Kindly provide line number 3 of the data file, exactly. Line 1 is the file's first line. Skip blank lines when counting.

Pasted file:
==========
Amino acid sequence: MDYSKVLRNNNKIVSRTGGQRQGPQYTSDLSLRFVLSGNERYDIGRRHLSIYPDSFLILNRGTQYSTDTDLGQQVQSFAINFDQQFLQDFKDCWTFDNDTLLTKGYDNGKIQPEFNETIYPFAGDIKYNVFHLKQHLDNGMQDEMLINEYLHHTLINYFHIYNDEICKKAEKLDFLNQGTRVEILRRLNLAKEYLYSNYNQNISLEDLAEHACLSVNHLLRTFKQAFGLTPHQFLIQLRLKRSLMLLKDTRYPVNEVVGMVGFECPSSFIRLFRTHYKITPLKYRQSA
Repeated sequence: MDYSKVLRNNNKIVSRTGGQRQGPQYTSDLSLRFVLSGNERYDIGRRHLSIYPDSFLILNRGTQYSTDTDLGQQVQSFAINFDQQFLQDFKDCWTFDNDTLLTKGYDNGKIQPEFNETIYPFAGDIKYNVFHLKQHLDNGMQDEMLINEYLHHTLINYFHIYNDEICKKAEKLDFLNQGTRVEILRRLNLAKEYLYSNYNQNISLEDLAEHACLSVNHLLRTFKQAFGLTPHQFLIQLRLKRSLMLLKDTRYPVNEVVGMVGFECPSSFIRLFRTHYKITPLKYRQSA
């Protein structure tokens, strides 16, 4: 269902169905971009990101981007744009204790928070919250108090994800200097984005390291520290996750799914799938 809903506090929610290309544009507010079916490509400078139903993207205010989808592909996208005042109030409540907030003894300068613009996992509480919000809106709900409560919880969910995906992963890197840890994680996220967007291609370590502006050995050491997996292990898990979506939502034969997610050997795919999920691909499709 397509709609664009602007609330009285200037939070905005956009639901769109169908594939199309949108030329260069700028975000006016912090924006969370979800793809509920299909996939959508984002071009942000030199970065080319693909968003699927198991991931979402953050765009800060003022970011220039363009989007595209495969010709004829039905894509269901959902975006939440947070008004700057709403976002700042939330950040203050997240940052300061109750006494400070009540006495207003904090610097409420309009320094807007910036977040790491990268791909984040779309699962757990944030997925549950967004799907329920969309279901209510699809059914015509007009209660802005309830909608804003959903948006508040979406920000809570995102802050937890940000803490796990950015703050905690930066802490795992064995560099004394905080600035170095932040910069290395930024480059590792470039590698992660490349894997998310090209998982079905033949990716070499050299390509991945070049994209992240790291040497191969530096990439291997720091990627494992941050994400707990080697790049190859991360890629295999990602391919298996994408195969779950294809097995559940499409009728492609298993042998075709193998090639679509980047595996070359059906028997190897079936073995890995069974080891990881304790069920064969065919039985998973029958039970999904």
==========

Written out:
């Protein structure tokens, strides 16, 4: 269902169905971009990101981007744009204790928070919250108090994800200097984005390291520290996750799914799938 809903506090929610290309544009507010079916490509400078139903993207205010989808592909996208005042109030409540907030003894300068613009996992509480919000809106709900409560919880969910995906992963890197840890994680996220967007291609370590502006050995050491997996292990898990979506939502034969997610050997795919999920691909499709 397509709609664009602007609330009285200037939070905005956009639901769109169908594939199309949108030329260069700028975000006016912090924006969370979800793809509920299909996939959508984002071009942000030199970065080319693909968003699927198991991931979402953050765009800060003022970011220039363009989007595209495969010709004829039905894509269901959902975006939440947070008004700057709403976002700042939330950040203050997240940052300061109750006494400070009540006495207003904090610097409420309009320094807007910036977040790491990268791909984040779309699962757990944030997925549950967004799907329920969309279901209510699809059914015509007009209660802005309830909608804003959903948006508040979406920000809570995102802050937890940000803490796990950015703050905690930066802490795992064995560099004394905080600035170095932040910069290395930024480059590792470039590698992660490349894997998310090209998982079905033949990716070499050299390509991945070049994209992240790291040497191969530096990439291997720091990627494992941050994400707990080697790049190859991360890629295999990602391919298996994408195969779950294809097995559940499409009728492609298993042998075709193998090639679509980047595996070359059906028997190897079936073995890995069974080891990881304790069920064969065919039985998973029958039970999904």